The European Commission, the EU’s executive arm, announced on 5 April that it would wield its new rule-of-law mechanism, agreed to by all 27 EU leaders in late 2020, to ostensibly ensure stronger safeguards to prevent the misuse of EU funds.
The European Commission plans to formalize its assessment on “erosion of the rule of law” under Prime Minister Viktor Orban’s administration on Sunday and recommend cutting funding for Hungary, Bloomberg reported, citing senior EU officials.
The EC has until 21 September to make its recommendation to the European Council, where it will reportedly suggest that EU leaders give Orban time to rein in corruption, according to senior EU officials originally cited by Budapest-based Nepszava newspaper.
Hungary will be offered a deadline of one month to act on the EU executive’s recommendations, added the report, with the possibility of the term being extended to a maximum of three months.
After that, a qualified majority of EU member states will be required for the executive’s proposal to penalize Hungary to take effect. The scheme affects all of the bloc’s joint funding worth 1.8 trillion euros in 2021-27. Budapest will have the opportunity to appeal the process.
‘Money For Democracy’ Scheme
The European Union’s politically independent executive arm has been probing alleged widespread corruption in Hungary since April using a new legal process agreed by all 27 EU leaders in late 2020. The new mechanism granted the European Union the power to withhold funding from countries that are seen as failing to follow the bloc’s fundamental rules.
Nearly 4 percent of Hungary’s spending of EU funds in 2015-2019 had irregularities, according to the bloc’s anti-fraud body OLAF.
The Hungarian government slammed the decision to use the mechanism a mistake. Gergely Gulyas, Orban’s chief of staff, urged the European Commission “not to punish Hungarian voters for expressing an opinion not to Brussels’ taste”.
He urged the Commission to “return to common sense and dialogue”. Both Hungary and Poland challenged the new procedure in the EU’s top court, but the European Court of Justice (ECJ) rejected the motion in February.
Accordingly, the EU’s “conditionality mechanism” against Hungary was set into motion in April, just days after Hungarian Prime Minister Viktor Orban was reelected on 3 April with an overwhelming majority.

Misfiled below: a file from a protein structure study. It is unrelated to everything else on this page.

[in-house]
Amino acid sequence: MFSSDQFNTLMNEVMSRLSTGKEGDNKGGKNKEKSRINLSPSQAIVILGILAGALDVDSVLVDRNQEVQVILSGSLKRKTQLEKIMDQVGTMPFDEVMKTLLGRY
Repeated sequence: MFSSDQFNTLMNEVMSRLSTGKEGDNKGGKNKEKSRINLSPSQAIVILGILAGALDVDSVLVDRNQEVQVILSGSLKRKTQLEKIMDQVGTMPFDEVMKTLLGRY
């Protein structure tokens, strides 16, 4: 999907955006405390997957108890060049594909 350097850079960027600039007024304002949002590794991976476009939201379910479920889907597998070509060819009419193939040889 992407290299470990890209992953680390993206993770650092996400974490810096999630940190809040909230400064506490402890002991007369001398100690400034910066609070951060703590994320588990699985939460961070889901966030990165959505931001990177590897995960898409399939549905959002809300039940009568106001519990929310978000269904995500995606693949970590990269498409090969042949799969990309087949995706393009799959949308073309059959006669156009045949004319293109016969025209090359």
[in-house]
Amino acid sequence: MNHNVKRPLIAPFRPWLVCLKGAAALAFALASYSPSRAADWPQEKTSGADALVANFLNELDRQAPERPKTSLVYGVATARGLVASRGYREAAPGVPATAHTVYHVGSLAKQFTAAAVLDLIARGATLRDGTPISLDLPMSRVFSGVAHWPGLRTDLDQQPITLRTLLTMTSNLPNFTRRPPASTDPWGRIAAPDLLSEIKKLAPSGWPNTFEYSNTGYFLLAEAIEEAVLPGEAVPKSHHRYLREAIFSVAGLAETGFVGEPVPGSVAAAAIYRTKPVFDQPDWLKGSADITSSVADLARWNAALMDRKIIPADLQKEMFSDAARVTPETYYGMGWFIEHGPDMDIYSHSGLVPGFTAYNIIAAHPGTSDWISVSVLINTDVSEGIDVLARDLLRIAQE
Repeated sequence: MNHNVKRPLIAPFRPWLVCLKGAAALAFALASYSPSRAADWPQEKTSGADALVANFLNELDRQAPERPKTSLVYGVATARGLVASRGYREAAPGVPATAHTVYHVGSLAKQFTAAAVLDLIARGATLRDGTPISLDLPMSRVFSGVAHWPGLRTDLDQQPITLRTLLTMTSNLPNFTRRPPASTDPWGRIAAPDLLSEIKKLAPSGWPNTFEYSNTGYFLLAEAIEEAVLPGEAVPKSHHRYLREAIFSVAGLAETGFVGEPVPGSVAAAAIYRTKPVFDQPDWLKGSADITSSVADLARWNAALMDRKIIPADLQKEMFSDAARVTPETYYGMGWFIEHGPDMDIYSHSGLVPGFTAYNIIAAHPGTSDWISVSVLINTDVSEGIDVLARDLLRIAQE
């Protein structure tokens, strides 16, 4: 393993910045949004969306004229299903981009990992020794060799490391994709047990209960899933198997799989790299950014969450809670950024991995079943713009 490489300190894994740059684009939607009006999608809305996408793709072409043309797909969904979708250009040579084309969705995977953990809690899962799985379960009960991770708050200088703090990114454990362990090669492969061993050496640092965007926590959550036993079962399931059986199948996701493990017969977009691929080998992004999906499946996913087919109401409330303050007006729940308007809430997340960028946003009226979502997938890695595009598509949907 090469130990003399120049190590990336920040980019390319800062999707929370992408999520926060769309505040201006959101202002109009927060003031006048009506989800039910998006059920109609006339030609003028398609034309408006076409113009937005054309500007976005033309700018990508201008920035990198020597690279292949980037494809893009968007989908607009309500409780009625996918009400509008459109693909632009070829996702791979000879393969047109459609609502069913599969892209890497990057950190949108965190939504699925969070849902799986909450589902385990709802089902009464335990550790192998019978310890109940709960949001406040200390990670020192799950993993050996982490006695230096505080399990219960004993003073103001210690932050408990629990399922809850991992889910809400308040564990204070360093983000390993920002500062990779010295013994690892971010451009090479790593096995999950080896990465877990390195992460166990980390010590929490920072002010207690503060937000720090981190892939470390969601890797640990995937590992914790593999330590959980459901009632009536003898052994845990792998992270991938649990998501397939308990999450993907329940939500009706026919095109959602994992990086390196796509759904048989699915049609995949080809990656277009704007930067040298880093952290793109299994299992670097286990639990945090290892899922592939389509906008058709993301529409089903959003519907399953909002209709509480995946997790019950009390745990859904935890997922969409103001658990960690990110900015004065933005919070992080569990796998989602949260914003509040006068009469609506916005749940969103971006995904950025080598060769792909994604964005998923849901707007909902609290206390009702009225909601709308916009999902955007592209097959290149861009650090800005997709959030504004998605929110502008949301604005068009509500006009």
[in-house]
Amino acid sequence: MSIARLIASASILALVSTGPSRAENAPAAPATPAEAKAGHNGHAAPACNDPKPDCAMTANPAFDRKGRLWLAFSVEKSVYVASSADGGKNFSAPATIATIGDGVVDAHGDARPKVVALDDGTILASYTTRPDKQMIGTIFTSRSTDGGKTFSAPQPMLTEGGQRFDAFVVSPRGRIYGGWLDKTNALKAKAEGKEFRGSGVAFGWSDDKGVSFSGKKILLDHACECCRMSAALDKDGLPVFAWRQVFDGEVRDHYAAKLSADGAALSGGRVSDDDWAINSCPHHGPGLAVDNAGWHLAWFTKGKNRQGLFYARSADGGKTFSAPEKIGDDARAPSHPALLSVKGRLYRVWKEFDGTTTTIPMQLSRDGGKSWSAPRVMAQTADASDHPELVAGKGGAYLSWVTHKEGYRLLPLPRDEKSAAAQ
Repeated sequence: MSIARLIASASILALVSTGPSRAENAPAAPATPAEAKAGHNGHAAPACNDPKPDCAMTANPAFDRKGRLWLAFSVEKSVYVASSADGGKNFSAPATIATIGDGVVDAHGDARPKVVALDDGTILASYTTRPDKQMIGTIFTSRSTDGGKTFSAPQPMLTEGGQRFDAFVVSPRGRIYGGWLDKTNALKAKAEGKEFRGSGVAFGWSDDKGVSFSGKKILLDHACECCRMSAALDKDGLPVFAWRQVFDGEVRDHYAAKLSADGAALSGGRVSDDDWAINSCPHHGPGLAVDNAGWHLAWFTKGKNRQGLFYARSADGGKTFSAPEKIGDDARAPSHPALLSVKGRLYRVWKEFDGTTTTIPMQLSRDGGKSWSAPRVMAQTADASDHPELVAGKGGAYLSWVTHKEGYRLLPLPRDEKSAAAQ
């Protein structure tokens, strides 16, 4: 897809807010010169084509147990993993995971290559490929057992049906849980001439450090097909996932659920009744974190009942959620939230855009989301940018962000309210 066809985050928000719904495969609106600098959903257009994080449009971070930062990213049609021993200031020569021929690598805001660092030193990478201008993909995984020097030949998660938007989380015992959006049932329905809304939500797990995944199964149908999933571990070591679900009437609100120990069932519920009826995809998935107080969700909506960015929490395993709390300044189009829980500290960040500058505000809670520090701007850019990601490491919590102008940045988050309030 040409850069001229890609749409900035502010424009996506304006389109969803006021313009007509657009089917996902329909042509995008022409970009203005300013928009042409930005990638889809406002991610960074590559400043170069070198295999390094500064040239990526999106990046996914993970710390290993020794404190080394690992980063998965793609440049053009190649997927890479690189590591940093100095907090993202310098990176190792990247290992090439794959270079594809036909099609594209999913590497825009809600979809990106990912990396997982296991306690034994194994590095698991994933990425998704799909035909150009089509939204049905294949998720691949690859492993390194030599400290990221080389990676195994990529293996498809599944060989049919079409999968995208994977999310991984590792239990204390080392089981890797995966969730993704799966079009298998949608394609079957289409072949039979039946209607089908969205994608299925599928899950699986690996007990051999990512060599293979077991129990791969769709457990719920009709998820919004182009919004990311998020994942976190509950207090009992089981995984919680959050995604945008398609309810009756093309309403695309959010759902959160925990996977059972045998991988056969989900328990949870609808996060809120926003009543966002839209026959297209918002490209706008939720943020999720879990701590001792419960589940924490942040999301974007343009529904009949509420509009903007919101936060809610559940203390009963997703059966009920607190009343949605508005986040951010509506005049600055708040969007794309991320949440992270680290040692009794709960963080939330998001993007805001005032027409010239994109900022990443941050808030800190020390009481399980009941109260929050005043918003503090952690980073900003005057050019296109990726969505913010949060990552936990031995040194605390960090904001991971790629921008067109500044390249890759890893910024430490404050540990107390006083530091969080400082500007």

Hungary is the first country to be subjected to a probe under the new rule-of-law mechanism. Pending the inquiry’s results, the country lost access to the bloc’s funding.
In a note to the College of Commissioners, dated 20 July and published on the Commission’s transparency register, Budget Commissioner Johannes Hahn pointed to a “systemic inability, failure or unwillingness, on the part of the Hungarian authorities, to prevent decisions that are in breach of the applicable law, as regards public procurement and conflicts of interest, and thus to adequately tackle risks of corruption.”
As a last-ditch move to tap into the billions, Orban’s government offered to set up an anti-graft agency on 12 September which would step in on cases where Hungarian authorities have failed to prevent “fraud, conflict of interest, corruption and other illegalities or irregularities” that jeopardize the handling of EU funds, according to the decree published Monday.
Should Budapest fail to reach an agreement with the European Commission by the end of 2022, it faces losing 5.8 billion euros ($5.8Bln) in COVID-19 recovery funds, according to Bloomberg. Furthermore, it would jeopardize a potential six-year funding program under the bloc’s budget to upgrade its national infrastructure.
On the reported uncertainty of EU funds for Hungary, its currency the forint fell as much as 1.1 percent against the euro.
‘Unenforceable’ & ‘Unjustifiable’ Sanctions
Hungary has had numerous troubles with the authorities in Brussels over its stance on a plethora of policies, ranging from same-sex marriage and transgender rights to migration and, more recently, the sanctions policies unleashed by the US, the EU and their allies against Moscow over its special military operation in Ukraine.
Orban insisted that although the sanctions had failed to destabilize Moscow, they had affected western economies, causing record-high inflation and soaring gas prices.
Hungary, which imports approximately 65 percent of its oil and some 80 percent of its gas from Russia, has rejected Brussels’ “unenforceable” and “unjustifiable” plan to cut gas consumption by 15 percent.
“Europe is in trouble, economically and politically,” he warned in late July, adding that if the European Union failed to review its sanctions policies, a “war economy may descend upon Europe as early as October”.
“Sanctions and weapons deliveries are ineffective. You do not usually put out fires with flamethrowers,” Victor stated on Kossuth radio.
Reprinted from Sputnik News.
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